This medical crisis game brings the stylized life and death drama of Legacy Interactive's Emergency Room games to the unpredictable city streets of Los Angeles. Through 35 missions, players take the role of the paramedics who provide the crucial first professional treatment to victims injured on the streets and sidewalks of L.A. Informed medical strategies and clear thinking under pressure are required to effectively treat critically wounded victims in the midst of the chaos of a downtown in crisis.
Taking the action out of the hospital and into the streets is a major improvement from the Emergency Room series of games. Though 911 Paramedic shares the same game engine as Emergency Room: Code Red, the lack of four walls provides the gamer with the desirable combination of lots of action without needless trips between rooms.
One of the major changes is the lack of a theme to provide a backbone for the game, a welcome omission from previous titles. The game centers around your actions in the field, caring for a variety of patients. Budding paramedics choose to play on one of three levels, with the easiest providing hints as to what to do next. The normal level provides some explanation of physical exam findings and the effects of certain treatments, and occasionally coaches you with what to do next with those comments. The expert level provides no commentary.
Every case starts in your ambulance with banter between the medics and the dispatcher. Some of the discussions over the radio would clearly be outlawed by any EMS agency, though it's fairly easy to ignore them. The driving scenes are brief, and by the looks of the scenery, there are some very unfortunate areas of town that seem to be involved in just about every run (in other words, the video clips are limited).
A few of the scenarios are introduce by a video clip, during which you usually watch your partner interview the patient. Pay attention to these: They may help give you ideas as to what happened and to what you need to do. Otherwise, the approach to each patient is fairly formulaic, just as real-life EMS care follows tried-and-true algorithms. Always check the vital signs first; the game usually allows you to check all of them before acting on each of them to try to restore normal function. As you progress through the ranks from EMT-Basic to EMT-Intermediate and finally EMT-Paramedic, the scenarios get more involved and you get to play with more tools. Your partner becomes increasingly helpful, alerting you to changes in patient condition.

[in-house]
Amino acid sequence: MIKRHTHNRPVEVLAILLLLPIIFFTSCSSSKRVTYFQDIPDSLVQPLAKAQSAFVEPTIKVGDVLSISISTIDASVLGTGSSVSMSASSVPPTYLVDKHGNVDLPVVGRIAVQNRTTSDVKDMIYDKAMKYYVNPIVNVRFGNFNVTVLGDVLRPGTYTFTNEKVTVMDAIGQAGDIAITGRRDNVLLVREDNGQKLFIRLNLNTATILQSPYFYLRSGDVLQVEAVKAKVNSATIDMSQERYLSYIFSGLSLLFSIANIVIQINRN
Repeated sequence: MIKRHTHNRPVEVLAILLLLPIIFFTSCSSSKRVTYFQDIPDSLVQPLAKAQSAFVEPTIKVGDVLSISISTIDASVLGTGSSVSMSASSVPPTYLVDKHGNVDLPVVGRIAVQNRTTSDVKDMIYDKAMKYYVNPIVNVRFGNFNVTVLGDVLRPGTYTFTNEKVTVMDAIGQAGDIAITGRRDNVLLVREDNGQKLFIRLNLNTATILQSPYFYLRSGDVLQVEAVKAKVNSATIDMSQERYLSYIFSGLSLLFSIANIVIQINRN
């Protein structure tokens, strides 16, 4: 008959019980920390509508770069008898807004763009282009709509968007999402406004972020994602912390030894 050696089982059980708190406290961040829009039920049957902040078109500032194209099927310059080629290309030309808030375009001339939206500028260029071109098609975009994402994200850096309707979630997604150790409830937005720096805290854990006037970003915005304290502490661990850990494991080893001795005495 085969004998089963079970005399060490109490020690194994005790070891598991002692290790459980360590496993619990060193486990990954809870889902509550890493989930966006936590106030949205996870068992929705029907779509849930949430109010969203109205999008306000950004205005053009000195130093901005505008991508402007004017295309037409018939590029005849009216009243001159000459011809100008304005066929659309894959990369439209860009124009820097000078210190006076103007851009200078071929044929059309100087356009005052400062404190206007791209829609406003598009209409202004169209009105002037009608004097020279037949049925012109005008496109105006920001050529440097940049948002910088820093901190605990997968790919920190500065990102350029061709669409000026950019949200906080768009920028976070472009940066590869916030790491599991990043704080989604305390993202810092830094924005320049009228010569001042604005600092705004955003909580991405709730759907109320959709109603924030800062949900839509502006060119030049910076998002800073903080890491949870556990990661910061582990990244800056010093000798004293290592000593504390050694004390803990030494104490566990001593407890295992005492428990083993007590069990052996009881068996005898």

The game still suffers some of the pitfalls of the earlier titles in the medical series. When a procedure should be repeated (for example, rechecking vital signs), the game does not recognize that you want to do something twice, and thus you do not get useful data. Also, the game still faults the player for doing extra steps of the physical exam even though in real life they take little to no time. While points aren't always deducted, the comments following your action do not inspire confidence. Doing procedures (like starting an IV) still involves some unnecessary steps, but in the grand scheme, this isn't as big a problem as with the earlier games, when each scenario was completely bogged down by this problem.
The most glaring problem with the game involves the information that is given in the "easy" and "normal" modes. When describing a patient's breathing, the game will suggest that the patient needs definitive airway management, and suggests intubation (placing a breathing tube down the throat). When you do the recommended action, you are faulted for taking too aggressive an action. Similar responses occur with using a backboard or starting an IV.
The faults mentioned above are, in the end, relatively minor and easily overlooked, especially if the player isn't already medically oriented. The game engine lends itself to patient scenarios that end quickly, and this game finally delivers. Enjoy, wear gloves and drive like a bat-out-of-hell.
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Emergency Room, 3D Body Adventure, ER, 2005: A Game of Macroeconomics, Zoo Tycoon 2, Oregon Trail Deluxe, Byzantine: The Betrayal, Monopoly (1999)
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